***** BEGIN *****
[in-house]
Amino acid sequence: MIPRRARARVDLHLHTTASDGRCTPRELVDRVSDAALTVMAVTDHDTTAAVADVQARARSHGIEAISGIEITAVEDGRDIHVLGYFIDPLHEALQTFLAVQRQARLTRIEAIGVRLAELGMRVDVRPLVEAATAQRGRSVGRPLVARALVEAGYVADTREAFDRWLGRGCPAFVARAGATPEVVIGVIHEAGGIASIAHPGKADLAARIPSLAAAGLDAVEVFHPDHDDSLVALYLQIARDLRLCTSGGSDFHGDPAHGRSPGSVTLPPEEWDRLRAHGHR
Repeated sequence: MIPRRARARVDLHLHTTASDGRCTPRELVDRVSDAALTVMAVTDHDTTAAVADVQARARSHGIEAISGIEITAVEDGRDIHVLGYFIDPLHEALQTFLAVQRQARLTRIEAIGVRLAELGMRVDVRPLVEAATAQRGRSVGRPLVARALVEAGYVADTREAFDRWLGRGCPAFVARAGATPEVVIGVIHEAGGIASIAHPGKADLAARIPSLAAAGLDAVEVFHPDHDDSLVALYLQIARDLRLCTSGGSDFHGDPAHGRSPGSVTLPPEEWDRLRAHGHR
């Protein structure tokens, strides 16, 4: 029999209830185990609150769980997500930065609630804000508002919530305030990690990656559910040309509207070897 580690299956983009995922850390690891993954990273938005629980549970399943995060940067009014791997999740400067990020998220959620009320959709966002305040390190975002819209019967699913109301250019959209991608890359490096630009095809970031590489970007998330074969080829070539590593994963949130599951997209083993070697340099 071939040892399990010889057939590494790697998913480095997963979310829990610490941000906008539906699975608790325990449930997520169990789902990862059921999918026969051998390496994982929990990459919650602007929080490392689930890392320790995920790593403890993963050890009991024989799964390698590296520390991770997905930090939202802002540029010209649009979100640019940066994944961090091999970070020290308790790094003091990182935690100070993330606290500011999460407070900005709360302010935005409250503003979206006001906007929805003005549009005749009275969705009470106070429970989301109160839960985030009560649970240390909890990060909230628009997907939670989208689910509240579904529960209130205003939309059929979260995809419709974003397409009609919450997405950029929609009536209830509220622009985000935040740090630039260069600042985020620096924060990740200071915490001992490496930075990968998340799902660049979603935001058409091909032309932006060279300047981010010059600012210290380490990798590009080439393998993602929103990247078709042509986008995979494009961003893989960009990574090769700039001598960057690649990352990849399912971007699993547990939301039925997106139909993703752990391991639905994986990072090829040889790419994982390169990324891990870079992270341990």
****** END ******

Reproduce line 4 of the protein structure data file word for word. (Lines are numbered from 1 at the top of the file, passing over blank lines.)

């Protein structure tokens, strides 16, 4: 029999209830185990609150769980997500930065609630804000508002919530305030990690990656559910040309509207070897 580690299956983009995922850390690891993954990273938005629980549970399943995060940067009014791997999740400067990020998220959620009320959709966002305040390190975002819209019967699913109301250019959209991608890359490096630009095809970031590489970007998330074969080829070539590593994963949130599951997209083993070697340099 071939040892399990010889057939590494790697998913480095997963979310829990610490941000906008539906699975608790325990449930997520169990789902990862059921999918026969051998390496994982929990990459919650602007929080490392689930890392320790995920790593403890993963050890009991024989799964390698590296520390991770997905930090939202802002540029010209649009979100640019940066994944961090091999970070020290308790790094003091990182935690100070993330606290500011999460407070900005709360302010935005409250503003979206006001906007929805003005549009005749009275969705009470106070429970989301109160839960985030009560649970240390909890990060909230628009997907939670989208689910509240579904529960209130205003939309059929979260995809419709974003397409009609919450997405950029929609009536209830509220622009985000935040740090630039260069600042985020620096924060990740200071915490001992490496930075990968998340799902660049979603935001058409091909032309932006060279300047981010010059600012210290380490990798590009080439393998993602929103990247078709042509986008995979494009961003893989960009990574090769700039001598960057690649990352990849399912971007699993547990939301039925997106139909993703752990391991639905994986990072090829040889790419994982390169990324891990870079992270341990």